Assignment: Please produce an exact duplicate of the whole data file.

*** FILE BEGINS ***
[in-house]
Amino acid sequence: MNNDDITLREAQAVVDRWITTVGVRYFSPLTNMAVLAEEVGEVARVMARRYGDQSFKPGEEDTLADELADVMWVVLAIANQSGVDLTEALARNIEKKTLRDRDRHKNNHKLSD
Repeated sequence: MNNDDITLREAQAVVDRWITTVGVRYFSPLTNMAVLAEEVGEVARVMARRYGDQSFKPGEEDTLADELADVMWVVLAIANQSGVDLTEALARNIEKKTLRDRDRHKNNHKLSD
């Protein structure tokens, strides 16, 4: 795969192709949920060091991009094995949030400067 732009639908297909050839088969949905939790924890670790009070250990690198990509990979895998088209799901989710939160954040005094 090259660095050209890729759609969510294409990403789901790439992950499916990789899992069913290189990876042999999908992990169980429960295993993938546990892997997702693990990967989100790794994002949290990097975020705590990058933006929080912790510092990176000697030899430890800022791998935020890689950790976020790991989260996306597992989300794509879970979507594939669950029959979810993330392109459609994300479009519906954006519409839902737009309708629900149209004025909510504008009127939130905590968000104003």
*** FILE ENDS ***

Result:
[in-house]
Amino acid sequence: MNNDDITLREAQAVVDRWITTVGVRYFSPLTNMAVLAEEVGEVARVMARRYGDQSFKPGEEDTLADELADVMWVVLAIANQSGVDLTEALARNIEKKTLRDRDRHKNNHKLSD
Repeated sequence: MNNDDITLREAQAVVDRWITTVGVRYFSPLTNMAVLAEEVGEVARVMARRYGDQSFKPGEEDTLADELADVMWVVLAIANQSGVDLTEALARNIEKKTLRDRDRHKNNHKLSD
């Protein structure tokens, strides 16, 4: 795969192709949920060091991009094995949030400067 732009639908297909050839088969949905939790924890670790009070250990690198990509990979895998088209799901989710939160954040005094 090259660095050209890729759609969510294409990403789901790439992950499916990789899992069913290189990876042999999908992990169980429960295993993938546990892997997702693990990967989100790794994002949290990097975020705590990058933006929080912790510092990176000697030899430890800022791998935020890689950790976020790991989260996306597992989300794509879970979507594939669950029959979810993330392109459609994300479009519906954006519409839902737009309708629900149209004025909510504008009127939130905590968000104003």